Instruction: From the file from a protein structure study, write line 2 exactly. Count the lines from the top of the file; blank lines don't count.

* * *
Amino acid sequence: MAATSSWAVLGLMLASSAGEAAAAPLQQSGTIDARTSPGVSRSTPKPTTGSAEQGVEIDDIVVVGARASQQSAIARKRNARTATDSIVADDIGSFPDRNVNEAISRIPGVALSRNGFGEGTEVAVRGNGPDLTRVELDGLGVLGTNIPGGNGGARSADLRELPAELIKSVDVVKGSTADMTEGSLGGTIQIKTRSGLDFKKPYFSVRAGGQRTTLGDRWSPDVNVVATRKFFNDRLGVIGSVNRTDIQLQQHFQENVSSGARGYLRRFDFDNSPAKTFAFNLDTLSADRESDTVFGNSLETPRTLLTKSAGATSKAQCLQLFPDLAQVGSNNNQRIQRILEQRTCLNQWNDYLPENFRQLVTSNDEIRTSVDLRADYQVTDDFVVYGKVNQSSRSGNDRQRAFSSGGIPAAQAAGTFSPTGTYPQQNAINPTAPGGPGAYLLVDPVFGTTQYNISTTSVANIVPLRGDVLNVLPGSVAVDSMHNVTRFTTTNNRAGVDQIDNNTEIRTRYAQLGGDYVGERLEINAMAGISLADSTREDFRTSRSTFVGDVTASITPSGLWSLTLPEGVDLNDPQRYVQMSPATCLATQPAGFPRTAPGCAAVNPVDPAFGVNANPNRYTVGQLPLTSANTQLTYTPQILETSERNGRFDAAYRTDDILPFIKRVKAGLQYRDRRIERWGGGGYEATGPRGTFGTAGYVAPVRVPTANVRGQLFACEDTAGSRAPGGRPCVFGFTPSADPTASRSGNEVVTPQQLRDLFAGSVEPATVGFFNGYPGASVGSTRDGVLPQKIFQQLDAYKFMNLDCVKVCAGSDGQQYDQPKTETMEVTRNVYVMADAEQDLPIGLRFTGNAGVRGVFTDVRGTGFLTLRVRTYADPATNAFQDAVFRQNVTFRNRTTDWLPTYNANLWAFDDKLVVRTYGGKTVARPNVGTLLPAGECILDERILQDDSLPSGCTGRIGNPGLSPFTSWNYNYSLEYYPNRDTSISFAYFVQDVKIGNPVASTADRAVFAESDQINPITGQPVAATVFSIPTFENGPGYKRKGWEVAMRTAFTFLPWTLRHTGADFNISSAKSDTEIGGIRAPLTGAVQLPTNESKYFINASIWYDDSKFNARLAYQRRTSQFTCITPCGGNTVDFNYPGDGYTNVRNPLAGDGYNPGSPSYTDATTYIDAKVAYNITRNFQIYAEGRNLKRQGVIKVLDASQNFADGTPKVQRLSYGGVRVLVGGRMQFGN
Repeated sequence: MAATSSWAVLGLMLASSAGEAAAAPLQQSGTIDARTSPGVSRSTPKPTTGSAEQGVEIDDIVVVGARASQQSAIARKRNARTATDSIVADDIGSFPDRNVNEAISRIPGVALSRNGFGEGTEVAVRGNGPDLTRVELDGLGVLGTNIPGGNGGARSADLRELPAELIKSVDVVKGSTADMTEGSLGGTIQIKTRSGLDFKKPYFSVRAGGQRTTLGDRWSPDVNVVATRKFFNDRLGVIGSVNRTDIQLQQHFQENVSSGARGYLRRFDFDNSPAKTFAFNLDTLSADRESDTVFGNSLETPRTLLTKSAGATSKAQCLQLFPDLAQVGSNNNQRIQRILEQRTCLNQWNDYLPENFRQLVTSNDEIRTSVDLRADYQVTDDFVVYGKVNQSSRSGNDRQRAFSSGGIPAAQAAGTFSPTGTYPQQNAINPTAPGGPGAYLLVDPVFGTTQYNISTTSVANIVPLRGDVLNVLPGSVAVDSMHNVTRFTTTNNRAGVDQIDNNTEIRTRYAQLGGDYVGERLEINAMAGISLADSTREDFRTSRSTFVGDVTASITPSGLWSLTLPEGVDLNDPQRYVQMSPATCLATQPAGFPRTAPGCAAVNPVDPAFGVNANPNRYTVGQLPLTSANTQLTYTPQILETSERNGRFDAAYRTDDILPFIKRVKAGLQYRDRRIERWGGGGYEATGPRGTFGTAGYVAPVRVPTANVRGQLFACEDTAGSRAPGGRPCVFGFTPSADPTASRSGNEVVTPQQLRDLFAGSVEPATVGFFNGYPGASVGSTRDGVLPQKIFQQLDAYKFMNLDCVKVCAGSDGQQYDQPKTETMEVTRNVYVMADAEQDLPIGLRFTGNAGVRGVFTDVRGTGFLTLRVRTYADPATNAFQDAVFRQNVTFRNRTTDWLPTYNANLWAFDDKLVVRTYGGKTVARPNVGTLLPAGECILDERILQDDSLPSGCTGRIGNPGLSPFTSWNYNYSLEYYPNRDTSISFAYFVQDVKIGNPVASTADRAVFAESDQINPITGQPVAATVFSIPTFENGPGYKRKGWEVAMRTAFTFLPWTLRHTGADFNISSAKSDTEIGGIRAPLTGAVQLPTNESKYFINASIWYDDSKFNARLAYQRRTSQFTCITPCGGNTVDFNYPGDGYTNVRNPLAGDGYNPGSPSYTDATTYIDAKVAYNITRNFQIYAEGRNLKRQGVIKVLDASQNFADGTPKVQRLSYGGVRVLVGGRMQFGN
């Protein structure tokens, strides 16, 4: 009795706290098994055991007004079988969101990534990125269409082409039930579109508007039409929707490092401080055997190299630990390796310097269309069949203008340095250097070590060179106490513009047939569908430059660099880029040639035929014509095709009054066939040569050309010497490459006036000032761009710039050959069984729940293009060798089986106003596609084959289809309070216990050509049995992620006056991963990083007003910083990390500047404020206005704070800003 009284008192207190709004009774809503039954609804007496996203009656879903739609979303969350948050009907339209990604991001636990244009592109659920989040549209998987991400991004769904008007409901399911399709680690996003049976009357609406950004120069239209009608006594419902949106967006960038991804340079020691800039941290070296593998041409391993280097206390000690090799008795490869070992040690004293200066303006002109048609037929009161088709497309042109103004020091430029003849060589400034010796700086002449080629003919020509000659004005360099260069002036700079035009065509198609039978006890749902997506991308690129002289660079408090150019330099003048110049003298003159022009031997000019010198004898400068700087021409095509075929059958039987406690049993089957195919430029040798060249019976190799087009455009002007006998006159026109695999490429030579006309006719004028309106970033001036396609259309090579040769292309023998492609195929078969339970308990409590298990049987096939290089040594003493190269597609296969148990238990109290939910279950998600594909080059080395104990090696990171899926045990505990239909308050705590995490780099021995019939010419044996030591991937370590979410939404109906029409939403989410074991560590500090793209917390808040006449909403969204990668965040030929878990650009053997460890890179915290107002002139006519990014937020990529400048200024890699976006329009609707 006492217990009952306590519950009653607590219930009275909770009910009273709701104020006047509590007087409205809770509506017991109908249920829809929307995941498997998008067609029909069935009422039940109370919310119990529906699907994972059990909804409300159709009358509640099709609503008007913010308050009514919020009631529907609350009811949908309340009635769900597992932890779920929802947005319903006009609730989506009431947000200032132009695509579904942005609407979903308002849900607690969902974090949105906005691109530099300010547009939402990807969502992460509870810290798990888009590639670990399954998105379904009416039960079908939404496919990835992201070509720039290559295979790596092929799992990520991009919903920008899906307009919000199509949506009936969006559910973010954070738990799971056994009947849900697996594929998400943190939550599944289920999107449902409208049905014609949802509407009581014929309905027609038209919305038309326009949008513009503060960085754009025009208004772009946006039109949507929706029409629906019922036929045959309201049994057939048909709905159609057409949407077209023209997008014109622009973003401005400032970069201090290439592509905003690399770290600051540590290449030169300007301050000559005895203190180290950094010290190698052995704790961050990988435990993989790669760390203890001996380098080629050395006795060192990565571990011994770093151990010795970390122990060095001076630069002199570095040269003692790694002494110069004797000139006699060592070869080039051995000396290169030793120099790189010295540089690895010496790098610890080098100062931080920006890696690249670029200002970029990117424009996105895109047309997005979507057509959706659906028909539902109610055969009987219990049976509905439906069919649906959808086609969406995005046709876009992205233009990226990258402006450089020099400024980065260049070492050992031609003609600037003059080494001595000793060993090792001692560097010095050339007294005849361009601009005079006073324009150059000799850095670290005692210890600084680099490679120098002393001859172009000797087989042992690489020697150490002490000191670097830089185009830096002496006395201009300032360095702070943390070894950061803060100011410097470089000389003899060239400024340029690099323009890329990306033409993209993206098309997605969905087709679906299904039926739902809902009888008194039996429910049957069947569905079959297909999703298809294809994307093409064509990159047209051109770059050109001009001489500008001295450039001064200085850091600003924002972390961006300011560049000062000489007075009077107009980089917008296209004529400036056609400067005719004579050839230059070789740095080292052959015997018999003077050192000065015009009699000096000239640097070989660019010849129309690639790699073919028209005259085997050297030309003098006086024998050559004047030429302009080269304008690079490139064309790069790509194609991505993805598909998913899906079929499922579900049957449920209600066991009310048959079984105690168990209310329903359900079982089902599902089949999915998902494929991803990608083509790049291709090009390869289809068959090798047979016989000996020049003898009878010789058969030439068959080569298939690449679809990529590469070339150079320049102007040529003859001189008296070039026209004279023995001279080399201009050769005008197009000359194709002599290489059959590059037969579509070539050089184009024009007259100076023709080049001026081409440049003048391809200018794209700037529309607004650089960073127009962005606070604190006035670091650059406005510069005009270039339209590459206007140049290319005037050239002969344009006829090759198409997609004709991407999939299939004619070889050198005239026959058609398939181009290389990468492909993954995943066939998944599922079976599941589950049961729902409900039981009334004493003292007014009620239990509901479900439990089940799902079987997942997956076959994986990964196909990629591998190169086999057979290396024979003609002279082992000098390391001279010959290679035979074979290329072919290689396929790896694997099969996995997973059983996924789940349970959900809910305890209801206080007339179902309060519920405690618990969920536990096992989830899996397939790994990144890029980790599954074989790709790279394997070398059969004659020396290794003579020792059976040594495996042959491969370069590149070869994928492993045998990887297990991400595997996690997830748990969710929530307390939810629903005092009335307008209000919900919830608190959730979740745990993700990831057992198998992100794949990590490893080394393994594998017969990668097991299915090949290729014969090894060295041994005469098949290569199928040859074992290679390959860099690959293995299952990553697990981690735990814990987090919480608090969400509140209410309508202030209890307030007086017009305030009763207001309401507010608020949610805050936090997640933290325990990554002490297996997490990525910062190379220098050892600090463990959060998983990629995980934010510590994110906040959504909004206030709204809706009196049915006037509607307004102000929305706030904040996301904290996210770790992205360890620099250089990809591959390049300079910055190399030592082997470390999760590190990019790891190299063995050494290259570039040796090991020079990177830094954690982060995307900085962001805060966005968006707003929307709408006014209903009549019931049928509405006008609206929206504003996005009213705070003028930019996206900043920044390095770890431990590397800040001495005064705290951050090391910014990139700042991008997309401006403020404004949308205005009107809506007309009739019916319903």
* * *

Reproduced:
Repeated sequence: MAATSSWAVLGLMLASSAGEAAAAPLQQSGTIDARTSPGVSRSTPKPTTGSAEQGVEIDDIVVVGARASQQSAIARKRNARTATDSIVADDIGSFPDRNVNEAISRIPGVALSRNGFGEGTEVAVRGNGPDLTRVELDGLGVLGTNIPGGNGGARSADLRELPAELIKSVDVVKGSTADMTEGSLGGTIQIKTRSGLDFKKPYFSVRAGGQRTTLGDRWSPDVNVVATRKFFNDRLGVIGSVNRTDIQLQQHFQENVSSGARGYLRRFDFDNSPAKTFAFNLDTLSADRESDTVFGNSLETPRTLLTKSAGATSKAQCLQLFPDLAQVGSNNNQRIQRILEQRTCLNQWNDYLPENFRQLVTSNDEIRTSVDLRADYQVTDDFVVYGKVNQSSRSGNDRQRAFSSGGIPAAQAAGTFSPTGTYPQQNAINPTAPGGPGAYLLVDPVFGTTQYNISTTSVANIVPLRGDVLNVLPGSVAVDSMHNVTRFTTTNNRAGVDQIDNNTEIRTRYAQLGGDYVGERLEINAMAGISLADSTREDFRTSRSTFVGDVTASITPSGLWSLTLPEGVDLNDPQRYVQMSPATCLATQPAGFPRTAPGCAAVNPVDPAFGVNANPNRYTVGQLPLTSANTQLTYTPQILETSERNGRFDAAYRTDDILPFIKRVKAGLQYRDRRIERWGGGGYEATGPRGTFGTAGYVAPVRVPTANVRGQLFACEDTAGSRAPGGRPCVFGFTPSADPTASRSGNEVVTPQQLRDLFAGSVEPATVGFFNGYPGASVGSTRDGVLPQKIFQQLDAYKFMNLDCVKVCAGSDGQQYDQPKTETMEVTRNVYVMADAEQDLPIGLRFTGNAGVRGVFTDVRGTGFLTLRVRTYADPATNAFQDAVFRQNVTFRNRTTDWLPTYNANLWAFDDKLVVRTYGGKTVARPNVGTLLPAGECILDERILQDDSLPSGCTGRIGNPGLSPFTSWNYNYSLEYYPNRDTSISFAYFVQDVKIGNPVASTADRAVFAESDQINPITGQPVAATVFSIPTFENGPGYKRKGWEVAMRTAFTFLPWTLRHTGADFNISSAKSDTEIGGIRAPLTGAVQLPTNESKYFINASIWYDDSKFNARLAYQRRTSQFTCITPCGGNTVDFNYPGDGYTNVRNPLAGDGYNPGSPSYTDATTYIDAKVAYNITRNFQIYAEGRNLKRQGVIKVLDASQNFADGTPKVQRLSYGGVRVLVGGRMQFGN